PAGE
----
Chairman, Colin Peterson, House Agriculture Committee discussed on All Things Considered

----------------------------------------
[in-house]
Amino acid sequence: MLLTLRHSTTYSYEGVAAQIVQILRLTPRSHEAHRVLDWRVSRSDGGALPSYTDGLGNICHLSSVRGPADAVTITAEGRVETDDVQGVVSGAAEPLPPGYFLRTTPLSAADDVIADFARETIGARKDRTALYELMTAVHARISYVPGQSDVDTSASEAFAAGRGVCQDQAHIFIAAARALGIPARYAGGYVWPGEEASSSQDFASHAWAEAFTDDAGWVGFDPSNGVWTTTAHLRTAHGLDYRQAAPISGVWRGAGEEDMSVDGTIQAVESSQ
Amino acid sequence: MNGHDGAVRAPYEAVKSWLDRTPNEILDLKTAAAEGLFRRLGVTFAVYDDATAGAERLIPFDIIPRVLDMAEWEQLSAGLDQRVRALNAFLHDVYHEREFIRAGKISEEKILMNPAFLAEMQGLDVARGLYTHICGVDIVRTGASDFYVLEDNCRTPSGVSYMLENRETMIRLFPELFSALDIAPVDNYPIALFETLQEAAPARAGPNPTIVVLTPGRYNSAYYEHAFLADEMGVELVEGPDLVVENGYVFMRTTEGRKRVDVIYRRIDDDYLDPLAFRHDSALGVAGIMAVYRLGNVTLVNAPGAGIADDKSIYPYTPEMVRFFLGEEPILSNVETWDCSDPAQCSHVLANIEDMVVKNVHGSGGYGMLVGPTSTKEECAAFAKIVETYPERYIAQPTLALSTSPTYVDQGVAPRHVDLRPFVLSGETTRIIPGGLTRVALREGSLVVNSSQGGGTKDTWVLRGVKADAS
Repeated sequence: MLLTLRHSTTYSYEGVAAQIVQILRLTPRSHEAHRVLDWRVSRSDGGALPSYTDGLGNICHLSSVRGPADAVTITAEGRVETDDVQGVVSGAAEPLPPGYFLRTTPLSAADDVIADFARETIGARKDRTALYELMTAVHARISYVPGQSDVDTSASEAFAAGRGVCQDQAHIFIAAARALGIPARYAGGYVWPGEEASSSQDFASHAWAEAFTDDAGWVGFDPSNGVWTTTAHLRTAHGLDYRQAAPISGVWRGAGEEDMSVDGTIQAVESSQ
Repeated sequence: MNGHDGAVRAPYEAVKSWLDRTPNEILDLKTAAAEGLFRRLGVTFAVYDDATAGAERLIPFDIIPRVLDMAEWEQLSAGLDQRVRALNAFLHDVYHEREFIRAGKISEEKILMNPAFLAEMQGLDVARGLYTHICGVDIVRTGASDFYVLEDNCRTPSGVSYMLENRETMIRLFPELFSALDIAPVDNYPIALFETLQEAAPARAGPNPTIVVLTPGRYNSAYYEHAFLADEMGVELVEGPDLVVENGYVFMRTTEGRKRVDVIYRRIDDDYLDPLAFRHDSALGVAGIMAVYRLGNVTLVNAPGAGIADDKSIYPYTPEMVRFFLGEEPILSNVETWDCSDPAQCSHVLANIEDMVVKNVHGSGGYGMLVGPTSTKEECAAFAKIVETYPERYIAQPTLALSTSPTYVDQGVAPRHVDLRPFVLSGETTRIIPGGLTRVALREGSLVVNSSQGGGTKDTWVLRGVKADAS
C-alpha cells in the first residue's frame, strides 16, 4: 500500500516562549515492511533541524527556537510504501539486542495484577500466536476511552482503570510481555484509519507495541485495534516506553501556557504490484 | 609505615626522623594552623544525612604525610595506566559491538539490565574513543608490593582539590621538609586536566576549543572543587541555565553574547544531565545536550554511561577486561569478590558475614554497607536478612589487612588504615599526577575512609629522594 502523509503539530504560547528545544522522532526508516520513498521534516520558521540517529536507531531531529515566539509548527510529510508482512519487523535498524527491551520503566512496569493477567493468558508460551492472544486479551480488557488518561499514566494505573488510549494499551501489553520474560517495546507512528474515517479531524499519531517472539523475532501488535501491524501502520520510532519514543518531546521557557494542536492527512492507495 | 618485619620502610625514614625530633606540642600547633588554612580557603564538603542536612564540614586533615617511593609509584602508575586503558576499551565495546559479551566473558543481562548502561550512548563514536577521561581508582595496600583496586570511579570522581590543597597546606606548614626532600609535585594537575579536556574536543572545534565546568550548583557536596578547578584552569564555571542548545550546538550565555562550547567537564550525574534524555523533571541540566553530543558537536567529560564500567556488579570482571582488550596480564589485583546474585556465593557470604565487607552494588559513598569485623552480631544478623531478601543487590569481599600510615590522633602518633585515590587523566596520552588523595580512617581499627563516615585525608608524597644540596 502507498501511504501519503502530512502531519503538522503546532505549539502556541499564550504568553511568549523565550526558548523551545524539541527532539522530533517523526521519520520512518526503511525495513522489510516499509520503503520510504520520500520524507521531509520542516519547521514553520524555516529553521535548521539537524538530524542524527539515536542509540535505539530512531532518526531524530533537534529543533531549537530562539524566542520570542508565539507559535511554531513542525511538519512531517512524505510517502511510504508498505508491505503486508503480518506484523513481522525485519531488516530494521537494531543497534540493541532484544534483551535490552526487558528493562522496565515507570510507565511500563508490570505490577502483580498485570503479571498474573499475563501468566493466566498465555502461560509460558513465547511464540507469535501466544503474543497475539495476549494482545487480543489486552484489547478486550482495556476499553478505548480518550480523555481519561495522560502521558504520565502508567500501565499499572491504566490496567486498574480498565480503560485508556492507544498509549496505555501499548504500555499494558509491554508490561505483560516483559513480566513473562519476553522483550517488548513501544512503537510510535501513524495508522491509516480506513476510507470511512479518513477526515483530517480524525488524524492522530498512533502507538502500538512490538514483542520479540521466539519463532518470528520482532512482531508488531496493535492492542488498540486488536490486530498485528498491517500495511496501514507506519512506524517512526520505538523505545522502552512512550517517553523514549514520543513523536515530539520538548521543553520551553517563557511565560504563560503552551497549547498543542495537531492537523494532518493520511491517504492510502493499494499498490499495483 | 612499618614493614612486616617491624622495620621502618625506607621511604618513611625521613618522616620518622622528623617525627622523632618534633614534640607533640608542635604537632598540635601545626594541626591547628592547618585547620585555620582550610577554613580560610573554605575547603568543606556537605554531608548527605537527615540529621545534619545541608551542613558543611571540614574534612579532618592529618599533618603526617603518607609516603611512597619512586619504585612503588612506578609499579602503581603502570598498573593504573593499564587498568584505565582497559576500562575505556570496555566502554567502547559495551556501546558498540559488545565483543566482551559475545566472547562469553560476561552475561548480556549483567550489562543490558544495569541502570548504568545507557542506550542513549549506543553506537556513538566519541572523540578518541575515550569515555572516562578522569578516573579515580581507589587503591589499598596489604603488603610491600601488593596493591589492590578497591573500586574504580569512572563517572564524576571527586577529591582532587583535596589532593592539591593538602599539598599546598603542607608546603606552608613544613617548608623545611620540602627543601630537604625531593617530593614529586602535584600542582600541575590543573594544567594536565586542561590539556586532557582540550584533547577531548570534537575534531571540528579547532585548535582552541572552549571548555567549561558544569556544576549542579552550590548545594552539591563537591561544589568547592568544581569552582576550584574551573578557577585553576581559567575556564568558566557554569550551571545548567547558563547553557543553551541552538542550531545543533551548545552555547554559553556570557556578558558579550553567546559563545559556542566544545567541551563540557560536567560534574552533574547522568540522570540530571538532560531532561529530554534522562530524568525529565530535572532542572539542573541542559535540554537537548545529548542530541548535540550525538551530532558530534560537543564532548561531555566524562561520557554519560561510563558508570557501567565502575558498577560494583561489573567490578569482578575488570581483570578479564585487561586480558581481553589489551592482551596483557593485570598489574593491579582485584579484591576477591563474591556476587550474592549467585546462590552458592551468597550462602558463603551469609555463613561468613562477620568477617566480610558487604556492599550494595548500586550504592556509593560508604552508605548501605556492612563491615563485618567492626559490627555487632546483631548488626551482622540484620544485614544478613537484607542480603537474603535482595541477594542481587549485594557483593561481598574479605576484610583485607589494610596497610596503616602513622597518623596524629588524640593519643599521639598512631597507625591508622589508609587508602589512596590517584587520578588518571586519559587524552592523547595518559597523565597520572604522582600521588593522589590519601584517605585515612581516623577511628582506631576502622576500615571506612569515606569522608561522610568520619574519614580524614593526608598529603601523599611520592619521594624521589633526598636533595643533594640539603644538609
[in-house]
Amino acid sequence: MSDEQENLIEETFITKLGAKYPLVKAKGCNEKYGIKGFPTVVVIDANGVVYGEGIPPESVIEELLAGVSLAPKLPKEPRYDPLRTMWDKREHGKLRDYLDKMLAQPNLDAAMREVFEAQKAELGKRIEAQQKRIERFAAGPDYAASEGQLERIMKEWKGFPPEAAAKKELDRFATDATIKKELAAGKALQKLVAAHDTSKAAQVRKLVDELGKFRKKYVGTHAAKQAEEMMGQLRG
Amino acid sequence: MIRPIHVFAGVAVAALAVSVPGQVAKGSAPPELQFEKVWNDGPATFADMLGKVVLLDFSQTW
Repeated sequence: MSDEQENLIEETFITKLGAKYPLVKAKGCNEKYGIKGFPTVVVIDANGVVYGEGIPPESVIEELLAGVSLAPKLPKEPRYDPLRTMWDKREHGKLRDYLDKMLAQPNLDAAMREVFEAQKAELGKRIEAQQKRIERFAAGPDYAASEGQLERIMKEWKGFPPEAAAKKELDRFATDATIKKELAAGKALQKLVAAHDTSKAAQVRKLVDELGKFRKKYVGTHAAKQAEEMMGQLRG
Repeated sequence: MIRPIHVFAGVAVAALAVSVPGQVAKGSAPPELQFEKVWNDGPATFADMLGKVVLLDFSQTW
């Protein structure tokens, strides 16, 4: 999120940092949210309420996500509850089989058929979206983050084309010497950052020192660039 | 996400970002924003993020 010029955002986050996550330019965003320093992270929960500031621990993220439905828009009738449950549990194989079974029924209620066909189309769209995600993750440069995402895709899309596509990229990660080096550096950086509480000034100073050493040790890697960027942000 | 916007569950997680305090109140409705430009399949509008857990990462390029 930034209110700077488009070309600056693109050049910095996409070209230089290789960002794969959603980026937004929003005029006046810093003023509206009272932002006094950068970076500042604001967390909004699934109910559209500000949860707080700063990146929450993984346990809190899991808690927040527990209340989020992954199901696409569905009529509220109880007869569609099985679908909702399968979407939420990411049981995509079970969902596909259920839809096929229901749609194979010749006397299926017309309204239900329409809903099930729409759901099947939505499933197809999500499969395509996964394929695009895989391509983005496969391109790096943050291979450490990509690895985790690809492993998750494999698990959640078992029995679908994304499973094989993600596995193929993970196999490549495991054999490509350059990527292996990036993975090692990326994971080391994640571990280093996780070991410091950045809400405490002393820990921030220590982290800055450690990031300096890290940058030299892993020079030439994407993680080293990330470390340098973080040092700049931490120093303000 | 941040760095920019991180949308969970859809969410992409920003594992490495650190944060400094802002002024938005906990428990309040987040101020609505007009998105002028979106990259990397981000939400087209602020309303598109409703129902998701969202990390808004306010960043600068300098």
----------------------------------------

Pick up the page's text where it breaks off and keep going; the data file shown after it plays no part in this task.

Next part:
To vote for an expensive safety net for farmers and for decades it worked that coalition is at risk of crumbling this year after house democrats all but abandoned the negotiations i didn't walk away we didn't walk away we were pushed away by an ideological fight i repeatedly warned the chairman not to start that's colin peterson the top democrat on the house agriculture committee at a hearing last month peterson says he's worked with republicans on every farm bill since the nineteen nineties but this time he can't promise that a single democrat will vote for this bill but house republicans have the backing of president trump they want strict requirements that recipients who are healthy and able to work spend time searching for jobs and getting training or volunteering and they say voters agree republicans point to polls from the rightleaning foundation for government accountability the group's vice president for federal affairs christina rasmussen says the support crosses ideological lines you see seven out of ten democrats supporting these ideas independence usually come in at eight out of ten republicans nine out of ten but democrats disagree they say voters view food stamps as an essential part of the government's safety net that republicans are trying to dismantle stacy dean heads the food assistance program at the left leaning center on budget and policy priorities she says people who can work often use food stamps for just a short amount of time anti says the number of people using the program is falling the enrollment in the program has been a coming down it's dropped several million people since the height of the recession and is projected to continue to decline to pre recession levels but this is an election year and congress just passed an expensive tax cut and two years of budget increases and.

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